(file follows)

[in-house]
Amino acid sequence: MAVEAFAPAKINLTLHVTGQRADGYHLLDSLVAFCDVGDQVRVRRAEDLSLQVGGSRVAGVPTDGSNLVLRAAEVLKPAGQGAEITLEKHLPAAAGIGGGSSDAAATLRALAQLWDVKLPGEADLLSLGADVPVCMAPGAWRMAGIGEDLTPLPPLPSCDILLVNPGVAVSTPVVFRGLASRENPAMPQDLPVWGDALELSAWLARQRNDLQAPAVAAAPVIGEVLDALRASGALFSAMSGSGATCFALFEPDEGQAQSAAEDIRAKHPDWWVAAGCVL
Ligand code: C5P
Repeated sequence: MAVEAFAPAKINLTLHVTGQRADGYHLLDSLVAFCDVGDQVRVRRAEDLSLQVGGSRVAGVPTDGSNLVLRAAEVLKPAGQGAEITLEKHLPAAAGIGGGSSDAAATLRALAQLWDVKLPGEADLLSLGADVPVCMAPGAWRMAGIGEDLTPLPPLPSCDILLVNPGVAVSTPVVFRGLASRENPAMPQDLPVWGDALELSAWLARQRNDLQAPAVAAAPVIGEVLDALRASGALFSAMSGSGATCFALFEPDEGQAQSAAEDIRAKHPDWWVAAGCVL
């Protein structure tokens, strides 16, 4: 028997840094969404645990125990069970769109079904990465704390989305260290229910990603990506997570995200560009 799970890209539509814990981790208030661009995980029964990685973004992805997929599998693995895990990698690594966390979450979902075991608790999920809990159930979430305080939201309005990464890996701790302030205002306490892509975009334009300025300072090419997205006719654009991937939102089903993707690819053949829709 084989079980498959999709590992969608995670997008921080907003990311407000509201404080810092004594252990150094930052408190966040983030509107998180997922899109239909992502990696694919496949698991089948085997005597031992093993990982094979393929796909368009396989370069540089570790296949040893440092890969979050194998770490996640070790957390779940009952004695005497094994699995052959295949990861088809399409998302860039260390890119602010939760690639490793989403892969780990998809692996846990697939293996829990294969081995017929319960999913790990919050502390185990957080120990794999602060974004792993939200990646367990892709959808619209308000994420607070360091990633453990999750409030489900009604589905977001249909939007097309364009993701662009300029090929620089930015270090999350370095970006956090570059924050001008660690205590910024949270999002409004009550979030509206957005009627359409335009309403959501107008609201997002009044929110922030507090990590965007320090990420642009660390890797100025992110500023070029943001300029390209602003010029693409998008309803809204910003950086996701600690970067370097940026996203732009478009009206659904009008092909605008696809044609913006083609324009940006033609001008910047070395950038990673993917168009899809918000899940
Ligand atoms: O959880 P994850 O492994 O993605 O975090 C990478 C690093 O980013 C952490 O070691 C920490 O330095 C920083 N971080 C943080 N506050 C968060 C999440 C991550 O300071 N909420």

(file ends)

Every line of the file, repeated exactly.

[in-house]
Amino acid sequence: MAVEAFAPAKINLTLHVTGQRADGYHLLDSLVAFCDVGDQVRVRRAEDLSLQVGGSRVAGVPTDGSNLVLRAAEVLKPAGQGAEITLEKHLPAAAGIGGGSSDAAATLRALAQLWDVKLPGEADLLSLGADVPVCMAPGAWRMAGIGEDLTPLPPLPSCDILLVNPGVAVSTPVVFRGLASRENPAMPQDLPVWGDALELSAWLARQRNDLQAPAVAAAPVIGEVLDALRASGALFSAMSGSGATCFALFEPDEGQAQSAAEDIRAKHPDWWVAAGCVL
Ligand code: C5P
Repeated sequence: MAVEAFAPAKINLTLHVTGQRADGYHLLDSLVAFCDVGDQVRVRRAEDLSLQVGGSRVAGVPTDGSNLVLRAAEVLKPAGQGAEITLEKHLPAAAGIGGGSSDAAATLRALAQLWDVKLPGEADLLSLGADVPVCMAPGAWRMAGIGEDLTPLPPLPSCDILLVNPGVAVSTPVVFRGLASRENPAMPQDLPVWGDALELSAWLARQRNDLQAPAVAAAPVIGEVLDALRASGALFSAMSGSGATCFALFEPDEGQAQSAAEDIRAKHPDWWVAAGCVL
């Protein structure tokens, strides 16, 4: 028997840094969404645990125990069970769109079904990465704390989305260290229910990603990506997570995200560009 799970890209539509814990981790208030661009995980029964990685973004992805997929599998693995895990990698690594966390979450979902075991608790999920809990159930979430305080939201309005990464890996701790302030205002306490892509975009334009300025300072090419997205006719654009991937939102089903993707690819053949829709 084989079980498959999709590992969608995670997008921080907003990311407000509201404080810092004594252990150094930052408190966040983030509107998180997922899109239909992502990696694919496949698991089948085997005597031992093993990982094979393929796909368009396989370069540089570790296949040893440092890969979050194998770490996640070790957390779940009952004695005497094994699995052959295949990861088809399409998302860039260390890119602010939760690639490793989403892969780990998809692996846990697939293996829990294969081995017929319960999913790990919050502390185990957080120990794999602060974004792993939200990646367990892709959808619209308000994420607070360091990633453990999750409030489900009604589905977001249909939007097309364009993701662009300029090929620089930015270090999350370095970006956090570059924050001008660690205590910024949270999002409004009550979030509206957005009627359409335009309403959501107008609201997002009044929110922030507090990590965007320090990420642009660390890797100025992110500023070029943001300029390209602003010029693409998008309803809204910003950086996701600690970067370097940026996203732009478009009206659904009008092909605008696809044609913006083609324009940006033609001008910047070395950038990673993917168009899809918000899940
Ligand atoms: O959880 P994850 O492994 O993605 O975090 C990478 C690093 O980013 C952490 O070691 C920490 O330095 C920083 N971080 C943080 N506050 C968060 C999440 C991550 O300071 N909420």